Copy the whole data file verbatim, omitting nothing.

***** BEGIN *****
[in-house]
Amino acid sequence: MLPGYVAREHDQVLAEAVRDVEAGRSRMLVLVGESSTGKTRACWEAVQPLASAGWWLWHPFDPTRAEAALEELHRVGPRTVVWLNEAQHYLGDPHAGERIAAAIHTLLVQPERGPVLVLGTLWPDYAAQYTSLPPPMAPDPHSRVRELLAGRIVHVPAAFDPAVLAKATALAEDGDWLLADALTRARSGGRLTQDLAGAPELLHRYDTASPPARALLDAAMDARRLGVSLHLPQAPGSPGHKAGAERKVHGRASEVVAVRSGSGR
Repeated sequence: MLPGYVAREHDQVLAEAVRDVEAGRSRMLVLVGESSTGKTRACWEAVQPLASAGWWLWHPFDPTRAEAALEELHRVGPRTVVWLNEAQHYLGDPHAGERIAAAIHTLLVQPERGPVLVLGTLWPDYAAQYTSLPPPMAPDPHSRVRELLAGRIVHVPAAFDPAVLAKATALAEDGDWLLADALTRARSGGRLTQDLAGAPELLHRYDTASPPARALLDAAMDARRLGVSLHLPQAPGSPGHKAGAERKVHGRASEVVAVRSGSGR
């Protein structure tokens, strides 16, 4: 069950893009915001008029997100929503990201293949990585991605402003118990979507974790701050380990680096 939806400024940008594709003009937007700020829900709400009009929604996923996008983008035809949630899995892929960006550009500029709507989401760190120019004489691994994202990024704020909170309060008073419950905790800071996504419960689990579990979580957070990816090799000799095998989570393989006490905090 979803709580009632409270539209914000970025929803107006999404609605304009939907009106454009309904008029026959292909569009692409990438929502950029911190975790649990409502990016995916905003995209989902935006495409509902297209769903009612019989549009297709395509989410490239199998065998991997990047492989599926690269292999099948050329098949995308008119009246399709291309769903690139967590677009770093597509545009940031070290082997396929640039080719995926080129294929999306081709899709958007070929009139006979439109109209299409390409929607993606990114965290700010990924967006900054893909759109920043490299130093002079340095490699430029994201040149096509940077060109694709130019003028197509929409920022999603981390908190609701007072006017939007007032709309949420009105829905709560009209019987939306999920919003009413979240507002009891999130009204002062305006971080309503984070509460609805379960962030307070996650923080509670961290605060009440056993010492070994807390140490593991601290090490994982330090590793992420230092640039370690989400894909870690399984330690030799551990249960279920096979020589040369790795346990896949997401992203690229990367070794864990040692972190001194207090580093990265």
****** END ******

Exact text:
[in-house]
Amino acid sequence: MLPGYVAREHDQVLAEAVRDVEAGRSRMLVLVGESSTGKTRACWEAVQPLASAGWWLWHPFDPTRAEAALEELHRVGPRTVVWLNEAQHYLGDPHAGERIAAAIHTLLVQPERGPVLVLGTLWPDYAAQYTSLPPPMAPDPHSRVRELLAGRIVHVPAAFDPAVLAKATALAEDGDWLLADALTRARSGGRLTQDLAGAPELLHRYDTASPPARALLDAAMDARRLGVSLHLPQAPGSPGHKAGAERKVHGRASEVVAVRSGSGR
Repeated sequence: MLPGYVAREHDQVLAEAVRDVEAGRSRMLVLVGESSTGKTRACWEAVQPLASAGWWLWHPFDPTRAEAALEELHRVGPRTVVWLNEAQHYLGDPHAGERIAAAIHTLLVQPERGPVLVLGTLWPDYAAQYTSLPPPMAPDPHSRVRELLAGRIVHVPAAFDPAVLAKATALAEDGDWLLADALTRARSGGRLTQDLAGAPELLHRYDTASPPARALLDAAMDARRLGVSLHLPQAPGSPGHKAGAERKVHGRASEVVAVRSGSGR
């Protein structure tokens, strides 16, 4: 069950893009915001008029997100929503990201293949990585991605402003118990979507974790701050380990680096 939806400024940008594709003009937007700020829900709400009009929604996923996008983008035809949630899995892929960006550009500029709507989401760190120019004489691994994202990024704020909170309060008073419950905790800071996504419960689990579990979580957070990816090799000799095998989570393989006490905090 979803709580009632409270539209914000970025929803107006999404609605304009939907009106454009309904008029026959292909569009692409990438929502950029911190975790649990409502990016995916905003995209989902935006495409509902297209769903009612019989549009297709395509989410490239199998065998991997990047492989599926690269292999099948050329098949995308008119009246399709291309769903690139967590677009770093597509545009940031070290082997396929640039080719995926080129294929999306081709899709958007070929009139006979439109109209299409390409929607993606990114965290700010990924967006900054893909759109920043490299130093002079340095490699430029994201040149096509940077060109694709130019003028197509929409920022999603981390908190609701007072006017939007007032709309949420009105829905709560009209019987939306999920919003009413979240507002009891999130009204002062305006971080309503984070509460609805379960962030307070996650923080509670961290605060009440056993010492070994807390140490593991601290090490994982330090590793992420230092640039370690989400894909870690399984330690030799551990249960279920096979020589040369790795346990896949997401992203690229990367070794864990040692972190001194207090580093990265």